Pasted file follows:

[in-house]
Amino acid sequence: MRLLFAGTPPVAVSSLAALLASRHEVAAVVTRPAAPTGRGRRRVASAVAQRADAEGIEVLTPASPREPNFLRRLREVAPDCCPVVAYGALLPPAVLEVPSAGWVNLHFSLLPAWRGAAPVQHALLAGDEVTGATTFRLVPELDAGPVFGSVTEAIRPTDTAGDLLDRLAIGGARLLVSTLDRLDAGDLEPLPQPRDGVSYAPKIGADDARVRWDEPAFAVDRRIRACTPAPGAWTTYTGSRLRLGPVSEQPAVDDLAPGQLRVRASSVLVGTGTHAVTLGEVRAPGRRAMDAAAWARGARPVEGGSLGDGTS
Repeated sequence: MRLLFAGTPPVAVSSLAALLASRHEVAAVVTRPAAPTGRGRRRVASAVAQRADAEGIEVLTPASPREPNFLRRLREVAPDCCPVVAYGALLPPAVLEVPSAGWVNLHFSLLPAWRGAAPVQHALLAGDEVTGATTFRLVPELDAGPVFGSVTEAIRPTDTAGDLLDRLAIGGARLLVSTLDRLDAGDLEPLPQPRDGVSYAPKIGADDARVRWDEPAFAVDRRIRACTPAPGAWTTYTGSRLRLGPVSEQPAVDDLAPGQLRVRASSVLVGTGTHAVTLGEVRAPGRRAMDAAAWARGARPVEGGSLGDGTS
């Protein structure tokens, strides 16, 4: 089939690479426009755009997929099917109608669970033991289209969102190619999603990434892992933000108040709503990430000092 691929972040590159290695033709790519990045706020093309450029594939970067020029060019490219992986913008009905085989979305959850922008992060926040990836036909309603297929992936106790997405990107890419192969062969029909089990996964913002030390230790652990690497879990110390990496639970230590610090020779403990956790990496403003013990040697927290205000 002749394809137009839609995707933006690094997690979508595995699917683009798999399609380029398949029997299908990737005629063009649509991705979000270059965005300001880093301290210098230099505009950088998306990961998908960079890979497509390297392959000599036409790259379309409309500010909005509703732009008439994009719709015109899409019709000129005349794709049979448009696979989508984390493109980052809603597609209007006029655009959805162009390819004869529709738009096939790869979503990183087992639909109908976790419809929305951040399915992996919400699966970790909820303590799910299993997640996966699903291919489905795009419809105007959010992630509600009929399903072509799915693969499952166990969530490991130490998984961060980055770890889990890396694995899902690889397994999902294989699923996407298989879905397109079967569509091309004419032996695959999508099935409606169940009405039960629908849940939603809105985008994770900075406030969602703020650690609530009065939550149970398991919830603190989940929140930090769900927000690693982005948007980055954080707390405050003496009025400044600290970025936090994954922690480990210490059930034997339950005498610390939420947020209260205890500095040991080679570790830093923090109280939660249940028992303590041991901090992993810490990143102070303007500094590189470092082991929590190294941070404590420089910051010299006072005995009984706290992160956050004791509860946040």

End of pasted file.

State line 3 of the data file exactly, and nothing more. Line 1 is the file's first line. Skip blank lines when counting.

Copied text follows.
Repeated sequence: MRLLFAGTPPVAVSSLAALLASRHEVAAVVTRPAAPTGRGRRRVASAVAQRADAEGIEVLTPASPREPNFLRRLREVAPDCCPVVAYGALLPPAVLEVPSAGWVNLHFSLLPAWRGAAPVQHALLAGDEVTGATTFRLVPELDAGPVFGSVTEAIRPTDTAGDLLDRLAIGGARLLVSTLDRLDAGDLEPLPQPRDGVSYAPKIGADDARVRWDEPAFAVDRRIRACTPAPGAWTTYTGSRLRLGPVSEQPAVDDLAPGQLRVRASSVLVGTGTHAVTLGEVRAPGRRAMDAAAWARGARPVEGGSLGDGTS